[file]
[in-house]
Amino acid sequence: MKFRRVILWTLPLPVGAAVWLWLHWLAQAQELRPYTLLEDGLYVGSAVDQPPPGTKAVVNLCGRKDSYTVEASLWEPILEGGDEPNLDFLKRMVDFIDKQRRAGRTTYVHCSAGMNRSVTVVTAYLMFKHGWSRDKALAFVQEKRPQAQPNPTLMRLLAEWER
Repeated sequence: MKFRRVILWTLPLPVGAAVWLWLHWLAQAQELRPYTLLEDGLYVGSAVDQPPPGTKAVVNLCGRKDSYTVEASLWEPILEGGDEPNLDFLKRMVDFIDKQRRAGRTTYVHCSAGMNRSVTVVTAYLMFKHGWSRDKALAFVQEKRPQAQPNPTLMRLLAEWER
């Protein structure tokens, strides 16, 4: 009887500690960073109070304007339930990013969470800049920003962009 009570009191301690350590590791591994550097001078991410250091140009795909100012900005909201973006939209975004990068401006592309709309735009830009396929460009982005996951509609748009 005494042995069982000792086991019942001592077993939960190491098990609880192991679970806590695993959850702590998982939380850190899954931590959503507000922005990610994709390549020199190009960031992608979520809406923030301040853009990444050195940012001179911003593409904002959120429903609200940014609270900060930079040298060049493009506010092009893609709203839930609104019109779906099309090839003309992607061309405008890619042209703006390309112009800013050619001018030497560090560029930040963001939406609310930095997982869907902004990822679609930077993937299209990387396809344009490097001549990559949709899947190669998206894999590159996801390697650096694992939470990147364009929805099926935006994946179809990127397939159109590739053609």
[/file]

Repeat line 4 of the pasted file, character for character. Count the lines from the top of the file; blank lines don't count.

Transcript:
């Protein structure tokens, strides 16, 4: 009887500690960073109070304007339930990013969470800049920003962009 009570009191301690350590590791591994550097001078991410250091140009795909100012900005909201973006939209975004990068401006592309709309735009830009396929460009982005996951509609748009 005494042995069982000792086991019942001592077993939960190491098990609880192991679970806590695993959850702590998982939380850190899954931590959503507000922005990610994709390549020199190009960031992608979520809406923030301040853009990444050195940012001179911003593409904002959120429903609200940014609270900060930079040298060049493009506010092009893609709203839930609104019109779906099309090839003309992607061309405008890619042209703006390309112009800013050619001018030497560090560029930040963001939406609310930095997982869907902004990822679609930077993937299209990387396809344009490097001549990559949709899947190669998206894999590159996801390697650096694992939470990147364009929805099926935006994946179809990127397939159109590739053609």